9. 9. Differences between ML and Statistical Modeling Statistical Modeling Machine Learning Parametric models that try to “explain” the world. The focus is on modeling causality Non-parametric models that try to “mimic” the world rather than “explain” it. Often uses correlations as proxies to causality Deduce relations for observed quantities by parameter estimation for a pre-specified model of the world Induce relations between observable quantities, main goal is predictive power Small data (1-100 attributes,100- 1000 examples) Large data (10-100K attributes, 1K- 100M examples) Scalability is typically not the major concern Scalability is often critical in applications Based on a probabilistic approach Some ML methods are not probabilistic (SVM, neural networks, clustering, etc.)
  10. 10. Where does it come from?
  11. 11. Where does it come from? Pioneer age 1943 – McCulloch-Pitts neurons (neuro-scientist and logician) 1950 - Alan Turing envisioned ML 1952 – Arthur Samuel self-improving chess program 1957 – Frank Rosenblatt, perceptron 1959 – David H. Hubel and Torsten Wiesel simple vs complex cells 1960 – Heny J. Kelley Control Theory  Backpropagation 1965 – Alexey Ivakhnenko and V.G. Lapa Group Method of Data Handling, 8-layer DNN 1980 – Kunihiko Fukushima Neocognitron (pattern recog’), led to CNN 1982 – John Hopfield, Hopfield Network, RNN 1985 – Terry Sejnowski NETtalk, English pronounciation 1986 – Rumelhart, Geoffrey Hinton and Romuald J. Williams, backpropagation 1989 – Yann LeCun, handwritten digits with CNN 1989 – Christopher Watkins, Q-learning for Reinforcement Learning Source:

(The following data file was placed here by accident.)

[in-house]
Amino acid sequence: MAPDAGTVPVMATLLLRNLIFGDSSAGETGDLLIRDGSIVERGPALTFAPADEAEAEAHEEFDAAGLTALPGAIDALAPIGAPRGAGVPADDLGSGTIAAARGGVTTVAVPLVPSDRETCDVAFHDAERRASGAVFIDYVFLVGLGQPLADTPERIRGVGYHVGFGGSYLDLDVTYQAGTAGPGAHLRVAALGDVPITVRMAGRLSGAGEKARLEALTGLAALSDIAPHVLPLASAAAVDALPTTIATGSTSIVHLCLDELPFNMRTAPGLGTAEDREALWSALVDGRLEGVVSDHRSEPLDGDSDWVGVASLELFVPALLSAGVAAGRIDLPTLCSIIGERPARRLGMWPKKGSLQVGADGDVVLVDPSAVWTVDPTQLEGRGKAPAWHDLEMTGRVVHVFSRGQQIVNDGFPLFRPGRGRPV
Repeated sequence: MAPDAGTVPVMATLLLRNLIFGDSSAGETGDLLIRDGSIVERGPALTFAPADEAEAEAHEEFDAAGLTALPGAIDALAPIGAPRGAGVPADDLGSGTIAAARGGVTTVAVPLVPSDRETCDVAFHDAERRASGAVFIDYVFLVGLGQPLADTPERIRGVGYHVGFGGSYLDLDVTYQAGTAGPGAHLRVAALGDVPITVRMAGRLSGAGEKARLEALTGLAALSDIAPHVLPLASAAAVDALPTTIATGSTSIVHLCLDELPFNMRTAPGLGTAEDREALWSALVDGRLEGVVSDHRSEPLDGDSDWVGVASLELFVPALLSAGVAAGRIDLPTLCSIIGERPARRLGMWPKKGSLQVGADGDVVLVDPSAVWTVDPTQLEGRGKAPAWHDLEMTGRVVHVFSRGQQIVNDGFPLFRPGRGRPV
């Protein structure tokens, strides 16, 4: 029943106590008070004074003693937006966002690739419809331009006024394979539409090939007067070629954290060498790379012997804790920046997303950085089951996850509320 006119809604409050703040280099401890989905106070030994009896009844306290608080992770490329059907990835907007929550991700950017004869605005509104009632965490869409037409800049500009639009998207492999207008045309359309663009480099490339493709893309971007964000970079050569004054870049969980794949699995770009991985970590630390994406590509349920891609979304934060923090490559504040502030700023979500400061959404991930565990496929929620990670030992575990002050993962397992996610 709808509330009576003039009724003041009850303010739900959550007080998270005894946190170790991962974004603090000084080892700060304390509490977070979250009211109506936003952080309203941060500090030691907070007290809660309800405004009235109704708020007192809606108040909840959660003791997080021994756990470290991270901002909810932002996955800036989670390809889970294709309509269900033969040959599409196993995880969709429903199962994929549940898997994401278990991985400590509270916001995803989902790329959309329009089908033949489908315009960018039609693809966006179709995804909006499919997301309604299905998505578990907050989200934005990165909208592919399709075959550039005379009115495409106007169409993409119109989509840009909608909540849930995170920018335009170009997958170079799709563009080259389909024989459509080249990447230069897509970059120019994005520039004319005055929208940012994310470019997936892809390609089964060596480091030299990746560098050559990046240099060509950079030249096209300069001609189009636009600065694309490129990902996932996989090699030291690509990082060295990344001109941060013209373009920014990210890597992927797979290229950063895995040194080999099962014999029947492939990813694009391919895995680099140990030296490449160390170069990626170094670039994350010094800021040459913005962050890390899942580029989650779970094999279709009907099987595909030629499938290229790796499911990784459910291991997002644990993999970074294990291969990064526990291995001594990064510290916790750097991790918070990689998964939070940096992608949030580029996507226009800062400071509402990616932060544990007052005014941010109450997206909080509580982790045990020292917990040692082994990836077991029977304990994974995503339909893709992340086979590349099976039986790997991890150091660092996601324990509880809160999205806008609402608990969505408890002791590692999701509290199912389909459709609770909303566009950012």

12. 12. What now? Modern days 1993 – Jürgen Schmidhuber, 1000-layers RNN 1995 – Corinna Cortes and Vladimir Vapnik, SVM 1997 - Jürgen Schmidhuber and Sepp Hochreiter, LSTM 1997 – IBM’s Deep Blue beat Garry Kasparov 1998 – Yann Lecun, stochastic gradient descent 2009 – Fei-Fei Li, ImageNet 2011 – Alex Krizhevsky, AlexNet CNN 2011 – IBM’s Watson wins Jeopardy 2012 – ImageNet won by AlexNet, better than humans 2014 – Facebook’s DeepFace 2014 – Ian Goodfellow, Generative Adversarial Network 2016-2017 - Google TensorFlow v1.0 in open source Source:
  13. 13. What now? Modern days Source:
  14. 14. Why now? ALGORITHMS COMPUTING RESSOURCES DATA MACHINE LEARNING End of the 90’s we had the algorithms but… … we were lacking in other departments…
  15. 15. Why now? Trillion-fold increase of computing power and storage Source:
  16. 16. Why now? Data, always more data
  17. 17. Why now? Data, always more data Source: Computerworld, 2011 Source: Forbes, 2017 TB = 1012 Bytes PB = 1015 Bytes EB = 1018 Bytes ZB = 1021 Bytes
  18. 18. Pause for thought: Artificial vs Natural Intelligence Name # of neurons / # of synapses Visuals Caenorhabditis elegans 302 Hydra vulgaris 5,600 Homarus americanus 100,000 Blatta Orientalis 1,000,000 Nile Crocodile 80,500,000 Digital Reasoning NN (2015) ~86,000,000 (est.) / 1.6E11 Rattus Rattatouillensis 200,000,000 Blue and yellow macaw 1,900,000,000 Chimpanzee 28,000,000,000 Homo Sapiens Sapiens 86,000,000,000 / 1.5E14 African Elephant 257,000,000,000 Source: